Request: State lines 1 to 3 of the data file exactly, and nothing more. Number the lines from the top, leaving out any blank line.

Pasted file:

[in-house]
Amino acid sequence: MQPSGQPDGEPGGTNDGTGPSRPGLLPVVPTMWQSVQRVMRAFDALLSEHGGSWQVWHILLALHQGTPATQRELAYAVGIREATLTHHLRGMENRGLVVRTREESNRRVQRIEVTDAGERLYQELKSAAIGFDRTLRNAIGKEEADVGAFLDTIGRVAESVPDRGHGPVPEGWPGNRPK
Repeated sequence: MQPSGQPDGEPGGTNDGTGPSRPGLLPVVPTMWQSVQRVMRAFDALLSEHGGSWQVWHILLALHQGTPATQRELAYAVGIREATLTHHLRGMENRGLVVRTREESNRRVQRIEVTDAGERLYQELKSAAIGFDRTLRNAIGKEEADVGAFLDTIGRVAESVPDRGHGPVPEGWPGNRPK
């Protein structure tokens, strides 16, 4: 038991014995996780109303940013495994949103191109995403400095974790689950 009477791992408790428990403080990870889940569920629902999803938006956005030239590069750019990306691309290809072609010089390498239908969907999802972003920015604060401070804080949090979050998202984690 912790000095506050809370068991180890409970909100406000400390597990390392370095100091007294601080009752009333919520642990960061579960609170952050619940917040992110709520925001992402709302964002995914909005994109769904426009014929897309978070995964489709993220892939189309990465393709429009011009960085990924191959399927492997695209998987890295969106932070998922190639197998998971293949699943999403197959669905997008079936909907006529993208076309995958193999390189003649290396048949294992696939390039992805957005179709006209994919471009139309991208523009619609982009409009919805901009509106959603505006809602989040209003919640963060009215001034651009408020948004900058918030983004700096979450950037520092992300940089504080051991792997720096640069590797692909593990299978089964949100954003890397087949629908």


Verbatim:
[in-house]
Amino acid sequence: MQPSGQPDGEPGGTNDGTGPSRPGLLPVVPTMWQSVQRVMRAFDALLSEHGGSWQVWHILLALHQGTPATQRELAYAVGIREATLTHHLRGMENRGLVVRTREESNRRVQRIEVTDAGERLYQELKSAAIGFDRTLRNAIGKEEADVGAFLDTIGRVAESVPDRGHGPVPEGWPGNRPK
Repeated sequence: MQPSGQPDGEPGGTNDGTGPSRPGLLPVVPTMWQSVQRVMRAFDALLSEHGGSWQVWHILLALHQGTPATQRELAYAVGIREATLTHHLRGMENRGLVVRTREESNRRVQRIEVTDAGERLYQELKSAAIGFDRTLRNAIGKEEADVGAFLDTIGRVAESVPDRGHGPVPEGWPGNRPK